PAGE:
Helga Rippen named president, CEO of Health Sciences South Carolina

Dr. Helga Rippen was named president and chief executive officer of Health Sciences South Carolina on Thursday (Jan. 29). Health Sciences is the nation’s first statewide health care research collaborative made up of health systems, research universities and medical schools. Rippen is a national expert in health information technology and its ability to revolutionize how patients receive care. In addition to her role at Health Sciences, Rippen joins the faculty of the University of South Carolina’s Arnold School of Public Health. test

She comes to Carolina from Washington, D.C., where she most recently worked as a consultant in health information technology. Rippen has a bachelor’s degree in mechanical engineering from Florida Atlantic University, a Ph.D. in biomedical engineering from Duke University, an M.D. from the University of Florida and a master’s of public health in health policy and management from Johns Hopkins University. She completed her residency in preventive medicine at Johns Hopkins as well as fellowships at the Max Planck Institute for Biochemistry in Germany and at the University of British Columbia. She is board certified in public health and general preventive medicine and holds a specialty board certification in clinical informatics.

What is your background and what attracted you to the health care profession?

There are two major events that shaped my path to become a physician informatician. The first is nearly drowning as a toddler, an experience that motivated me to make a positive impact in the world. The second was growing up during the era of the “Six Million Dollar Man” and “The Bionic Woman,” which highlighted the interface between technology and medicine — and isn’t it interesting that the science isn’t nearly as ‘science fiction’ as we once thought? As a result of these and other experiences, I pursued degrees in mechanical and biomedical engineering (as it was known then) then a medical degree. I learned how to build things as an engineer, and I learned how “building things” applies to health care systems. Most importantly, I learned patient health during my medical education. My medical specialty, general preventive medicine and public health, provides me with the tools to make a difference to many people at once (population health) and seek to prevent or minimize the impact of disease on people. What drives me is my passion to ensure that we leverage technology to improve health.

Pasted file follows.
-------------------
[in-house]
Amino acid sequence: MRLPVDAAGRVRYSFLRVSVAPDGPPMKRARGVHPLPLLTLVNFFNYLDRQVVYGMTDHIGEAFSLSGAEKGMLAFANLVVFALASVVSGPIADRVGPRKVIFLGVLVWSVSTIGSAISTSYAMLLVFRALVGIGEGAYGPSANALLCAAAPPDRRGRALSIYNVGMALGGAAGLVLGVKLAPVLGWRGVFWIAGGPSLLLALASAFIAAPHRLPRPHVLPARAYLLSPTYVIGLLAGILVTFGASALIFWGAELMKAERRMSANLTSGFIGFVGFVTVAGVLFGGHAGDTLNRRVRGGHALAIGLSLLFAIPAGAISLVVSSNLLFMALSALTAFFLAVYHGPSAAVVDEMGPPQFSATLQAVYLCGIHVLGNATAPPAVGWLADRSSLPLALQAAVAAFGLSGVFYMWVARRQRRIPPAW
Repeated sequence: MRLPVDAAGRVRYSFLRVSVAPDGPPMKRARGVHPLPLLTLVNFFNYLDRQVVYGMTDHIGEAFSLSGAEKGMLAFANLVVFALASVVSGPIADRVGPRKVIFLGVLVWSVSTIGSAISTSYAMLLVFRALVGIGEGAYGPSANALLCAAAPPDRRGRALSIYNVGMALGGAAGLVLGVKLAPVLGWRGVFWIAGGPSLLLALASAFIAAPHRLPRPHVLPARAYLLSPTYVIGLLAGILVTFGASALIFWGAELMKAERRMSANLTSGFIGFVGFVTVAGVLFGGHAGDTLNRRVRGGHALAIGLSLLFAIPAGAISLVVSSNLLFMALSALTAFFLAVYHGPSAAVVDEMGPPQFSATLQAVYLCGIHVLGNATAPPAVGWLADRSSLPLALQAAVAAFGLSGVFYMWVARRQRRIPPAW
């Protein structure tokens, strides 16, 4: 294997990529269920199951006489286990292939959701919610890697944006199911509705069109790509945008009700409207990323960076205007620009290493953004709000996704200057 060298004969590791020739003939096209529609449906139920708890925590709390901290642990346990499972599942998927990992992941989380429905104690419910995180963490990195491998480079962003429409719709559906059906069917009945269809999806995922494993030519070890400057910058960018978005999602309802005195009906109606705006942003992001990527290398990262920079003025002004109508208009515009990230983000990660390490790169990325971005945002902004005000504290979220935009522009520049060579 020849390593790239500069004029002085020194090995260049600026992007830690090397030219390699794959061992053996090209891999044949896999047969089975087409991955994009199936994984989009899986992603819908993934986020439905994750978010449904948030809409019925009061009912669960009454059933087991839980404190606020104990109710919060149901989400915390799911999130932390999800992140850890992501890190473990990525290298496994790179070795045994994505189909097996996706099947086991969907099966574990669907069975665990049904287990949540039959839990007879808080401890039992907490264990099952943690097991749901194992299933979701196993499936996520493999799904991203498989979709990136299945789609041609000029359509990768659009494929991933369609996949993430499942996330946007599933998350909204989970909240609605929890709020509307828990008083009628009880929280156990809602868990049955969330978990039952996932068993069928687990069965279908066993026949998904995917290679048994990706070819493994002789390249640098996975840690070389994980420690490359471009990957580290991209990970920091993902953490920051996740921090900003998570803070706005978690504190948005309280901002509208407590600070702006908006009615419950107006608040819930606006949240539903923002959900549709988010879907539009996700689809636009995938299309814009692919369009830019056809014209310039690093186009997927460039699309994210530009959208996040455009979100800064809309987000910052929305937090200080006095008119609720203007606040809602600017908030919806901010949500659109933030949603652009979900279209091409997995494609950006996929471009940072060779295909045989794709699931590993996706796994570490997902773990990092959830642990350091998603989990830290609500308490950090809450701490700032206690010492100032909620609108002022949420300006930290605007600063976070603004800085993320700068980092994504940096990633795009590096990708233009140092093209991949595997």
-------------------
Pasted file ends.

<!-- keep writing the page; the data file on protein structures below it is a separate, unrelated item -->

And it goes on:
What attracted you to the position at Health Sciences South Carolina?

Health Sciences South Carolina is an amazing organization that demonstrates the commitment across universities, major health care systems and medical schools in South Carolina to work together to reach a common goal – making good health possible for South Carolinians. This is the only state in the country that I know of where this has been done. And I’m not the only one who has noticed. The American Association of Medical Colleges just presented Health Sciences South Carolina with one of only eight national Learning Health System Champion Awards. I want to be part of such an organization.

What do you think are the biggest challenges facing our nation’s health care system?

The challenges are enormous: Reduce costs while treating more patients and delivering higher quality of care in a changing health care system – from health information technology infrastructure to payment models. I think all of that will fit into a tweet, but accomplishing it will take the wholehearted devotion of health systems, health organizations and patient communities over many years.

What role do you think technology and “big data” play in making improvements to health care?

Technology can provide tools to help health care systems, providers and patients in improving health and optimizing workflow. “Big data” allows us to discover, learn, assess and target interventions that can help improve health at lower cost and faster than ever before. However, with technology comes significant responsibilities. These technologies need to be effective, safe and secure. We need to view technology and “big data” as positive health care resources.

Any other thoughts?

I am also excited to be part of the University of South Carolina. I look forward to working with the faculty across the university to start a class on health innovations where students can solve real world problems in health care systems. Also, I’m reshaping my wardrobe to include a bit more garnet and black.

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